April 13, 2011
German barrister Sylvia Stolz left her prison in Aichach, Bavaria at nine o’clock this morning, all smiles and greeted by thirty or so people who had gathered in near-freezing weather: these were either personal friends or supporters of the cause that is hers and that had led her to endure 39 months’ incarceration for “extreme rightwing delinquency.”
The party quickly moved on to a nearby Gasthof (hotel-restaurant), first to listen to Sylvia describe her life as a prison inmate, then to put questions about various aspects of her case. That, as we know, was brought on by her too forthright defence in court both of her client, Mr Ernst Zündel (freed himself early in March of last year after seven years in prison), and of her homeland, Germany, horribly maligned by the hate propaganda of the last war that has become History. A defence which, in her opinion, is now most urgently needed to preserve that great country from nothing less than the extinction which seems to be ordained by that History.
In a voice smooth and fine though robust nonetheless, she was keen to show, in particular, that despite the negative outcome of her appeal against the five-year ban from practising law that accompanied the prison sentence – a quite recent decision which, in addition, also carried permanent disbarment – she had still not lost her characteristic assurance: she had been granted leave to proceed with an action in recourse before the constitutional court in Karlsruhe. On the other hand, we learned that she was subject to a five-year supervision order, under which she would have to report to a justice ministry official each month (that frequency is subject to appeal).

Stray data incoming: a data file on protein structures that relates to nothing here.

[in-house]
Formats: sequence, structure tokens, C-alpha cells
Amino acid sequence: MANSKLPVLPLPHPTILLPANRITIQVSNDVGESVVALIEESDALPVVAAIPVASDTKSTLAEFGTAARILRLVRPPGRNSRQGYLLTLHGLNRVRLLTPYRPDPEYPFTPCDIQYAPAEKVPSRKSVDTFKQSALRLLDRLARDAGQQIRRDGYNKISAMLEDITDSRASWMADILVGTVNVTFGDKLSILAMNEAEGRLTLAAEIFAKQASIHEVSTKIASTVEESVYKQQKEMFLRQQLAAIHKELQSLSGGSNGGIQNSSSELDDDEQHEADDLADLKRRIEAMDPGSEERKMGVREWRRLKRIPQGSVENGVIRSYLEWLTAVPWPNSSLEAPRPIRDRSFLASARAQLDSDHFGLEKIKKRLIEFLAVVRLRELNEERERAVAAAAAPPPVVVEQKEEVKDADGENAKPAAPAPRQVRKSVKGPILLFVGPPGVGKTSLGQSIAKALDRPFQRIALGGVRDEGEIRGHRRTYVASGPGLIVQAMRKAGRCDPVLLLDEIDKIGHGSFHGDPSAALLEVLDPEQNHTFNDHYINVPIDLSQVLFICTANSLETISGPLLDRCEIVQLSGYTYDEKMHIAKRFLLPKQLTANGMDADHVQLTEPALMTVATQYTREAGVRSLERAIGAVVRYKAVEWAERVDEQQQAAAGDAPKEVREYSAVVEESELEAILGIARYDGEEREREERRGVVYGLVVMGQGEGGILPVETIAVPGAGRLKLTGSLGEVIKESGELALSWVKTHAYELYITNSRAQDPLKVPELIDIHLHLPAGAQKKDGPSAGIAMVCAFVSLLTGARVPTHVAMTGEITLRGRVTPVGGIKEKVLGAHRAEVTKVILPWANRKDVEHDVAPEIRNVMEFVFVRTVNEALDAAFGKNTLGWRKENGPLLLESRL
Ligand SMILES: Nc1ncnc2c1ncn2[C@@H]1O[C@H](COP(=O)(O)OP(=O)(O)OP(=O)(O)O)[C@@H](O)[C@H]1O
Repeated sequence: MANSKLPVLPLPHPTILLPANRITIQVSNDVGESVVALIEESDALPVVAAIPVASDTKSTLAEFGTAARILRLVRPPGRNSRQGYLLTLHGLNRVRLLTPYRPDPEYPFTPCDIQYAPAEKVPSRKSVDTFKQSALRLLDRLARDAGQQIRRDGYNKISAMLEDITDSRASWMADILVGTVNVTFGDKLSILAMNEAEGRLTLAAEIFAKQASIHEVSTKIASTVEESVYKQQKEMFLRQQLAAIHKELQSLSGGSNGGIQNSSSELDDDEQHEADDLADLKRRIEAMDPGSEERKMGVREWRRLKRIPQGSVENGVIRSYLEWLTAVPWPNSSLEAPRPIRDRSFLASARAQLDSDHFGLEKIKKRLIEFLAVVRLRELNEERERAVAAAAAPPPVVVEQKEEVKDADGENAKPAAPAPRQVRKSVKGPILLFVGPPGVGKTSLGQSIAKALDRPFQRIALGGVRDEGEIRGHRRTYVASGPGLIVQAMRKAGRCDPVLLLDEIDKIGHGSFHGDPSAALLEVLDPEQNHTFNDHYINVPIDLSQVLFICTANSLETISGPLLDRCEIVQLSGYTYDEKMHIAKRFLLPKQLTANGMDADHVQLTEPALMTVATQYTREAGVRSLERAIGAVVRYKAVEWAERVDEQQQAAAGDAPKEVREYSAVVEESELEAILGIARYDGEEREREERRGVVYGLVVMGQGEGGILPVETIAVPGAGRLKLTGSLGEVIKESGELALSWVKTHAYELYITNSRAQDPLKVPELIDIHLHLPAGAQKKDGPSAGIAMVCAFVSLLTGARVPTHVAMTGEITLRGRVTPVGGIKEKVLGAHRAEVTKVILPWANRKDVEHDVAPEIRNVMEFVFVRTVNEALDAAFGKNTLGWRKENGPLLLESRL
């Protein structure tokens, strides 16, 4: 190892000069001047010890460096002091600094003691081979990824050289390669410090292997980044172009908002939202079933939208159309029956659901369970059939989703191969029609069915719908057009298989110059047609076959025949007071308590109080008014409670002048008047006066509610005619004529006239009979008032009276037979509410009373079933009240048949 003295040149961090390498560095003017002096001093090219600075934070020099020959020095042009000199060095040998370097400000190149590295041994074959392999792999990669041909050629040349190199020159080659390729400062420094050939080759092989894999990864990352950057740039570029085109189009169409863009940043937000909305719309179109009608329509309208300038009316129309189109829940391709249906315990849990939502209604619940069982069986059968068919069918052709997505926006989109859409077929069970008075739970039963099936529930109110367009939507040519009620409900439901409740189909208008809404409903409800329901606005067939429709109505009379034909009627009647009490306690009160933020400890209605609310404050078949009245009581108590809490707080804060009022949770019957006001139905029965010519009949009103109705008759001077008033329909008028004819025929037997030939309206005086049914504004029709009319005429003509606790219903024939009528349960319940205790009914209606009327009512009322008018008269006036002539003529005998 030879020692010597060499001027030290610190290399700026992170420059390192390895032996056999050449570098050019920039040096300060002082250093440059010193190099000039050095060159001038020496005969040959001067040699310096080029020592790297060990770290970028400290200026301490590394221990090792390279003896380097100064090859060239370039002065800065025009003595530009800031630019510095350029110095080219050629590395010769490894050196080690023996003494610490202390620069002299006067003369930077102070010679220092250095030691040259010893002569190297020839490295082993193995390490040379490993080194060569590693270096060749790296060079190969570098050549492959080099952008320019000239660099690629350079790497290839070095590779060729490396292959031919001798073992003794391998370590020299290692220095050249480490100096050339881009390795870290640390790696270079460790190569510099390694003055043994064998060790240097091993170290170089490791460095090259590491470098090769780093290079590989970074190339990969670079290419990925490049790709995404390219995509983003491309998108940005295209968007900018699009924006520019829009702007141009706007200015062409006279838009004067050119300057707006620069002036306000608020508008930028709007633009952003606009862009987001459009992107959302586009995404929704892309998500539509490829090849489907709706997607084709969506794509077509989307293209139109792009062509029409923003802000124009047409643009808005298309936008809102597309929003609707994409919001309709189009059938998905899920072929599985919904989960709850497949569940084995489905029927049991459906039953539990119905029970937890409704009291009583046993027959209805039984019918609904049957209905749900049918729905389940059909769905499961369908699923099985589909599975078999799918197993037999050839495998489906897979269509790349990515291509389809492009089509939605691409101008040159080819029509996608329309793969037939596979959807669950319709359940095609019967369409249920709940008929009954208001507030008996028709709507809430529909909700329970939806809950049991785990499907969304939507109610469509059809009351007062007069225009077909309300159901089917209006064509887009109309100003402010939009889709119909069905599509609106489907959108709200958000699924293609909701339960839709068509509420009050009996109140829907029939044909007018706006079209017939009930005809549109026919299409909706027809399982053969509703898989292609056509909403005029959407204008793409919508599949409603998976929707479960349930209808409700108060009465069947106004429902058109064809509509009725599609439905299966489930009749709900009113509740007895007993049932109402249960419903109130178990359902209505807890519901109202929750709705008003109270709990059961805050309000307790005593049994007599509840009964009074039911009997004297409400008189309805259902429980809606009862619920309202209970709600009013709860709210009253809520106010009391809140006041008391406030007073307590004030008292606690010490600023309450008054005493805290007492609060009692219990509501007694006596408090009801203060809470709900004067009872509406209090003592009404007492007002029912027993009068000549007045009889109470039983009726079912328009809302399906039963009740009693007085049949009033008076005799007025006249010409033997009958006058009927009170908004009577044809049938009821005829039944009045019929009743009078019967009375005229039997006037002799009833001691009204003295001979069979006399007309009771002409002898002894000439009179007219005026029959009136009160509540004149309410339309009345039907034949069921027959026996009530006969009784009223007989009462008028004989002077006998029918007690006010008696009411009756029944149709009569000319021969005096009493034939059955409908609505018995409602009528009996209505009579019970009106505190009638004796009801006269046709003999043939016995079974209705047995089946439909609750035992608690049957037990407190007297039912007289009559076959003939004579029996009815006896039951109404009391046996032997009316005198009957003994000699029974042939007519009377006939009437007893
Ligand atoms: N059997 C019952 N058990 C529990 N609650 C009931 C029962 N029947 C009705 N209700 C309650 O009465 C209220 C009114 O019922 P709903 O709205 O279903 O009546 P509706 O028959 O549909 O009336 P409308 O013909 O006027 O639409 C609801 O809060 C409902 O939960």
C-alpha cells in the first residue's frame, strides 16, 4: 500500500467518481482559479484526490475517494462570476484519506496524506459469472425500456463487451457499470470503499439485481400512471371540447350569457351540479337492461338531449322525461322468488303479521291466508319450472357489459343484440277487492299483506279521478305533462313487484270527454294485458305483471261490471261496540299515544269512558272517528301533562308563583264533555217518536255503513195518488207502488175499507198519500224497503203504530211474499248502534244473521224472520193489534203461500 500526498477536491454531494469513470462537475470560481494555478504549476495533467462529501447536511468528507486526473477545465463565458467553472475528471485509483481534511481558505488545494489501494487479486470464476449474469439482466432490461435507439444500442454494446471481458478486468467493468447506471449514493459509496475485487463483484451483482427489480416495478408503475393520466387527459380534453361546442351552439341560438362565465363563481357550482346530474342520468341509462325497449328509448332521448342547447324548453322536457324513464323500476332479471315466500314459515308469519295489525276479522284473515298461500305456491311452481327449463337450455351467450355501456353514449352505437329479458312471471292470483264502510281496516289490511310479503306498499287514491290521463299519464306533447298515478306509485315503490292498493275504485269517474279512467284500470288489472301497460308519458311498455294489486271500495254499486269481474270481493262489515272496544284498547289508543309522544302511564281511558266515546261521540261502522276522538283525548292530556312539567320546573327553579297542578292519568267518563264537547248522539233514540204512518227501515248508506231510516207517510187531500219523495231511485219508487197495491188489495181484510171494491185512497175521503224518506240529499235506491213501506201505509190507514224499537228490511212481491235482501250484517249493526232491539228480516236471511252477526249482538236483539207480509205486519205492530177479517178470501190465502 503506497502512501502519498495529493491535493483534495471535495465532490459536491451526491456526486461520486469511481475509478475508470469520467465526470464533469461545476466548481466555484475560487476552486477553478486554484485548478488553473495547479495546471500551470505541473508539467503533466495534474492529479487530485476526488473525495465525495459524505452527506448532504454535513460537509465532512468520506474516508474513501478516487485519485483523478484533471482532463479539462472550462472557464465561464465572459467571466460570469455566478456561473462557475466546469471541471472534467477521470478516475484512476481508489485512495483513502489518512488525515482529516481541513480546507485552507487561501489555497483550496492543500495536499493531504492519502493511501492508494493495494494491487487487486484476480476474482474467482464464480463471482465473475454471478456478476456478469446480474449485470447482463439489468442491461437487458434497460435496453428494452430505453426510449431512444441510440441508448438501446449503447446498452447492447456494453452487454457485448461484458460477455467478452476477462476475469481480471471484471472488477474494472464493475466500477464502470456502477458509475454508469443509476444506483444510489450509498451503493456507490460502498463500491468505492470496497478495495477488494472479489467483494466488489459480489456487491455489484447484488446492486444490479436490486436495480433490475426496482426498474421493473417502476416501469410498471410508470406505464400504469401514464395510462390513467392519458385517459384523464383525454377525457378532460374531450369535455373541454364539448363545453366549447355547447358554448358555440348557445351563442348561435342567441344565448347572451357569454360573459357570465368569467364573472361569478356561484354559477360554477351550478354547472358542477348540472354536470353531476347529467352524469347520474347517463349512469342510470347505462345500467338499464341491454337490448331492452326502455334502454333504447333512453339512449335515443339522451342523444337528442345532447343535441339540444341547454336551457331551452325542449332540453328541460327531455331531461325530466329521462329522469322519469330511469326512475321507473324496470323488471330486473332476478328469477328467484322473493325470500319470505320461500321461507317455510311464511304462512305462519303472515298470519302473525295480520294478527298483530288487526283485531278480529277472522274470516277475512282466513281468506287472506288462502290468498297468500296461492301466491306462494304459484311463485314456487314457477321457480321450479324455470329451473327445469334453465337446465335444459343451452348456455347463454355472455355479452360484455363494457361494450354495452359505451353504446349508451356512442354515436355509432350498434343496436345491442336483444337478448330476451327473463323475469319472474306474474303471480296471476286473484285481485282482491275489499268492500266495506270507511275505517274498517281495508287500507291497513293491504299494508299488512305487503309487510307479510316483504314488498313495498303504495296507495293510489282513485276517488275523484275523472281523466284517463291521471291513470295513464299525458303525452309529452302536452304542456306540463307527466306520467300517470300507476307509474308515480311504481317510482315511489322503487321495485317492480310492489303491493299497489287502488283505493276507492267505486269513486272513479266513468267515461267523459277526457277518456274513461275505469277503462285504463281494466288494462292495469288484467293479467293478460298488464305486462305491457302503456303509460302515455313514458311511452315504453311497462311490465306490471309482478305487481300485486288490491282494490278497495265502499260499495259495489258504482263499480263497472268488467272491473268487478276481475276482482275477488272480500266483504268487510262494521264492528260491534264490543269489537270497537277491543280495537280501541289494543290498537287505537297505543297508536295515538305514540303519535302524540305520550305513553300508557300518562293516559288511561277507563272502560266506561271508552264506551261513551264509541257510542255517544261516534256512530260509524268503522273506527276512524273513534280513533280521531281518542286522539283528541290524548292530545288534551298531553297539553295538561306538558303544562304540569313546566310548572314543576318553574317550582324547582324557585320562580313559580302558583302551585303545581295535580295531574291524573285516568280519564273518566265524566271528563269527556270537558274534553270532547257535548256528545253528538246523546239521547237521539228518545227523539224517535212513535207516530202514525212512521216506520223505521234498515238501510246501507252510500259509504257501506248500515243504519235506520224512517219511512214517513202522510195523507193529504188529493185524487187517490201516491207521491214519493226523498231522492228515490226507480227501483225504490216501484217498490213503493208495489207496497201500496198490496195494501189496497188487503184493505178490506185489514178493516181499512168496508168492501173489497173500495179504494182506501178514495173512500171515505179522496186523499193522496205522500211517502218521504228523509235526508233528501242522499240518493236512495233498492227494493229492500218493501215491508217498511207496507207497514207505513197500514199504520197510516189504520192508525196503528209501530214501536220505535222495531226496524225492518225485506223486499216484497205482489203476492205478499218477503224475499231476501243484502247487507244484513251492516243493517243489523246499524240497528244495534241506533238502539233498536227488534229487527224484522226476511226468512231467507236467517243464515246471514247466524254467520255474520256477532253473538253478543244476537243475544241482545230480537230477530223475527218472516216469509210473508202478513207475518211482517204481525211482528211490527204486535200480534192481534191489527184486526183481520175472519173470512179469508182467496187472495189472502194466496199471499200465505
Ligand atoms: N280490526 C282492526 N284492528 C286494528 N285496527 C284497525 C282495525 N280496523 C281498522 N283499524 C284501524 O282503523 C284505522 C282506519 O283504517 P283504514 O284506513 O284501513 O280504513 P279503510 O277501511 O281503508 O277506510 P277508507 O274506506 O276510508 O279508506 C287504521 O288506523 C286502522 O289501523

After that little impromptu conference and a casual lunch, a message from Professor Robert Faurisson was translated aloud by Dr Günter Deckert, the day’s organiser (English text at http://robertfaurisson.blogspot.com/2011/04/hail-sylvia-stolz.html). Then Lady Michèle Renouf, one of the few foreigners to have made the journey, interviewed the former prisoner in front of a video camera, in order to let her thoughts be heard in the English-speaking world via the Internet (Dr Deckert served as interpreter to put Sylvia’s replies into English).
The guests gradually dispersed, and at around 4:30 pm the last eight, including Sylvia herself, made a short jaunt by car – less than a mile – to see the Wasserschloss Unterwittelsbach, a pretty country mansion surrounded by a pond and better known as “Sissi’s Castle”, where Elisabeth, Empress of Austria, spent her childhood summers. The first breaths of fresh air in three and a quarter years for an especially noble woman who graces our own era.